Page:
Literary classics haven't just been created... they've also been forged. Read about some of the most famous literary forgeries.
by Simon Worrall. Plume. From the publisher: "By weaving together the story of this masterful forgery with fascinating insights into the life and work of America's most elusive poet, Simon Worrall has created a book that explores the edge between art and artifice, and genius and madness."
by Lawrence Goldstone, Nancy Goldstone. St. Martin's Press. From the publisher: "Forgeries, famous and otherwise; feature largely among the tidbits of arcane booklore that the Goldstones share with their readers this time around. The clever detective work that led to the uncovering of the infamous New England forger is recounted in all its fascinating detail..."
by Joseph Rosenblum, John Lewis (Foreword). Oak Knoll Press. From the publisher: "'Practice' to Deceive offers a unique window into the world and mind of the literary forger. What compulsion drove these men to risk their good name, their profession, and, for some, their freedom? What triggered their will to create spurious literature and their audacity to swindle or dupe unsuspecting buyers?"
by James Soderholm. University Press of Kentucky. From the publisher: "Soderholm argues against the sentimental depictions of biographers who would preserve Byron's romantic aura by diminishing the contributions of these women to his social, sexual, and literary identity."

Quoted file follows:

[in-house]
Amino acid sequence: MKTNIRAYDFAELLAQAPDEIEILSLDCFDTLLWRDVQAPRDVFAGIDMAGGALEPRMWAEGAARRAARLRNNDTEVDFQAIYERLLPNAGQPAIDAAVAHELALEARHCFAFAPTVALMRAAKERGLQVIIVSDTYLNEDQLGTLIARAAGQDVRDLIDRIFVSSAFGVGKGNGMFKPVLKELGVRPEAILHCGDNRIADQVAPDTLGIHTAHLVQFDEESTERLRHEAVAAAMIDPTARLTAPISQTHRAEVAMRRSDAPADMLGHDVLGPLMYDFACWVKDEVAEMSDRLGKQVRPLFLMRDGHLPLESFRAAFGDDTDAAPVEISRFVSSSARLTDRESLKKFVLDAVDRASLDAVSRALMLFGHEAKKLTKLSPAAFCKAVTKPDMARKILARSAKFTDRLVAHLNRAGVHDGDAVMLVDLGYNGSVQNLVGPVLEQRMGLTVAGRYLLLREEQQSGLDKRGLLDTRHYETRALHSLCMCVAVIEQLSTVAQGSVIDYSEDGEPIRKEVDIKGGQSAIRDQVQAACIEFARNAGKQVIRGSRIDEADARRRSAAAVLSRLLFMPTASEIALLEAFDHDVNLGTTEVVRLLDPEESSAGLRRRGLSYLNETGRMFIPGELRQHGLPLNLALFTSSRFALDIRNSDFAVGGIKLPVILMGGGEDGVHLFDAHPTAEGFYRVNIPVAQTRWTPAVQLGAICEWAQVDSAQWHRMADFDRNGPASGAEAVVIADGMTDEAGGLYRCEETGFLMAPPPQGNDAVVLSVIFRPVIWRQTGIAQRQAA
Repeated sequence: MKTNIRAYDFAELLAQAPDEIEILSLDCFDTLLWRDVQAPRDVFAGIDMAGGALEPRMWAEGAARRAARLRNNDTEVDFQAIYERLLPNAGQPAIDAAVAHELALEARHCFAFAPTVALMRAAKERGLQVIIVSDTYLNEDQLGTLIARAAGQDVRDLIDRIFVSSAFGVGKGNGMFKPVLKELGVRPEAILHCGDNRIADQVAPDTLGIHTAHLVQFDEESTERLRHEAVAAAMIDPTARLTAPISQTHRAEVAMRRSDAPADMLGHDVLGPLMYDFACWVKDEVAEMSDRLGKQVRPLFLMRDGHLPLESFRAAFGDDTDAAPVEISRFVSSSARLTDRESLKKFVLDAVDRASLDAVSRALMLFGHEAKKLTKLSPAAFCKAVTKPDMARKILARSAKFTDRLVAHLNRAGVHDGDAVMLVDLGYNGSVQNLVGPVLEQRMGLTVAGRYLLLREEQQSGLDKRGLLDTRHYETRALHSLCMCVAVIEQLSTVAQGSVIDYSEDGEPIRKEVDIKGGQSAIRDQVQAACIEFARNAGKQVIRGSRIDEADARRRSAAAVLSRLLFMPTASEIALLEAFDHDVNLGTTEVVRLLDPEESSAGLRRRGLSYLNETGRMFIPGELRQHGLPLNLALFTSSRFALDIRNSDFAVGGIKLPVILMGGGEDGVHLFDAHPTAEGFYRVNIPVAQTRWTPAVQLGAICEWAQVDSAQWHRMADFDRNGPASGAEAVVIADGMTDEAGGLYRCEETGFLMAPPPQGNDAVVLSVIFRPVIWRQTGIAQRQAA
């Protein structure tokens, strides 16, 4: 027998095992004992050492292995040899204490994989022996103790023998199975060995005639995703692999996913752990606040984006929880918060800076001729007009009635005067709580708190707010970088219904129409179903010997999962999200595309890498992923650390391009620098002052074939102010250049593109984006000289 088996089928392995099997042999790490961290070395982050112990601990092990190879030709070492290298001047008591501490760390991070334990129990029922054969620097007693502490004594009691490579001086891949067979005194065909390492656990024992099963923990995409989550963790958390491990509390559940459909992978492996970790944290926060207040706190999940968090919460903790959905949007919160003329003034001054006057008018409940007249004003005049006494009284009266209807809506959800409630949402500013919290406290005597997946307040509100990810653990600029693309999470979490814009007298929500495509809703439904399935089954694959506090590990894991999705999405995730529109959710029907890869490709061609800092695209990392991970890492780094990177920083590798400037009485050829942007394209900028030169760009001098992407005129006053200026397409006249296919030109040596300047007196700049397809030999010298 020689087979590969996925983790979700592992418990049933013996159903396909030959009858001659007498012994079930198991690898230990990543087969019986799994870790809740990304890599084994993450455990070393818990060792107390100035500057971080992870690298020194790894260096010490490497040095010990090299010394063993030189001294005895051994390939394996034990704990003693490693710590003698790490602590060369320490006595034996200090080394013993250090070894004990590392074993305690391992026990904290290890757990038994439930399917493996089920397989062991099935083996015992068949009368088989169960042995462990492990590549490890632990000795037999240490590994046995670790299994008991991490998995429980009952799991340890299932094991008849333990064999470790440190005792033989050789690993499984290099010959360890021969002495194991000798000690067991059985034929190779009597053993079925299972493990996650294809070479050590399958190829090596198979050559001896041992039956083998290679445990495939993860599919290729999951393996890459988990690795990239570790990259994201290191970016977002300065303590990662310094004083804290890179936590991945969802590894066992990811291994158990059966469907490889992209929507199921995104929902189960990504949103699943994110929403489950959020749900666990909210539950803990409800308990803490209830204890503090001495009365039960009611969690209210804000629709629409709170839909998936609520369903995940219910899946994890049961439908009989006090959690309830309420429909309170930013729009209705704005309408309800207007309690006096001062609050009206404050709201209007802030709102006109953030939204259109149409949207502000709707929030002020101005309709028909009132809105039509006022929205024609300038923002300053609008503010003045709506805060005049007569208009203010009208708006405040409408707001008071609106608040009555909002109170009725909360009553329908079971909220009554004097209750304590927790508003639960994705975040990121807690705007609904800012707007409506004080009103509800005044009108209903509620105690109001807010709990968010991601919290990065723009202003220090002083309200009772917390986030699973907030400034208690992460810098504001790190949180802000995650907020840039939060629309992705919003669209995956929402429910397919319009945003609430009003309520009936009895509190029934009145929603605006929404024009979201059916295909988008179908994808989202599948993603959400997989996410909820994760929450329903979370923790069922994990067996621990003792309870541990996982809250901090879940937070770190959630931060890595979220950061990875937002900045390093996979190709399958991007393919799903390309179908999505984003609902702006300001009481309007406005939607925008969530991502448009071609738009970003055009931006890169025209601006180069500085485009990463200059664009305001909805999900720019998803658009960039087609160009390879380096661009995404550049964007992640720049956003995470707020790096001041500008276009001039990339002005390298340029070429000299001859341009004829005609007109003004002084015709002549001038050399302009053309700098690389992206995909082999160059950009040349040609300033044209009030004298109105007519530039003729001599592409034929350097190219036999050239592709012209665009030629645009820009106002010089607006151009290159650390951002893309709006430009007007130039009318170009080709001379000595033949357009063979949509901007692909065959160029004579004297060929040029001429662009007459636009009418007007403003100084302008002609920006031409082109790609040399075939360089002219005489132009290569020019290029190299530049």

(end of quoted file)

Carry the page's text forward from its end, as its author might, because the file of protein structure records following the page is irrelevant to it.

by K. K. Ruthven. Cambridge University Press. From the publisher: "As a powerful indictment of dubious practices in such activities as literary criticism, book-reviewing and the awarding of literary prizes, literary forgery merits serious attention from cultural analysts, and should be a key component of literary studies."
by Ian Haywood. Fairleigh Dickinson University Press. From the publisher: "In 'The Making of History' Ian Haywood considers the literary forgeries of James MacPherson and Thomas Chatterton in terms of the important eighteenth century debate about the validity of using literature as a historical source and history as a literary topic."
by Don Foster. Henry Holt & Company. How do you differentiate a forgery from an original manuscript, a literary classic? Don Foster uses a kind of "literary forensics" to distinguish the true author of the words.
by Derk Bodde. M.S.G. Haskell House. From the publisher: "A lively and scholarly account of the most spectacular and daring of the Shakespeare forgeries, those which first appeared in England and Ireland in 1795-1796. The forgeries, written by a seventeen-year-old Irish lad, consisted of deeds, letters, documents, and two spurious plays, and fooled Boswell and other knowledgeable critics."
by William Gaddis, William H. Gass (Introduction). Penguin Classics. First published in 1955, this book is about Wyatt Gwyon -- a man with artistic talents who becomes a forger. This book has been acclaimed as a masterpiece of American modern fiction. Gaddis said that his book was "quite explicitly a parody on the Faust story."
by James MacPherson, Howard Gaskill (Editor). Edinburgh University. From the publisher: "This annotated edition is based on the 1765 text of the Works of Ossian, republished here for the first time in its entirety; major variants from other editions are included, together with a comprehensive descriptive register of Ossianic names. A critical introduction explains the genesis of the work..."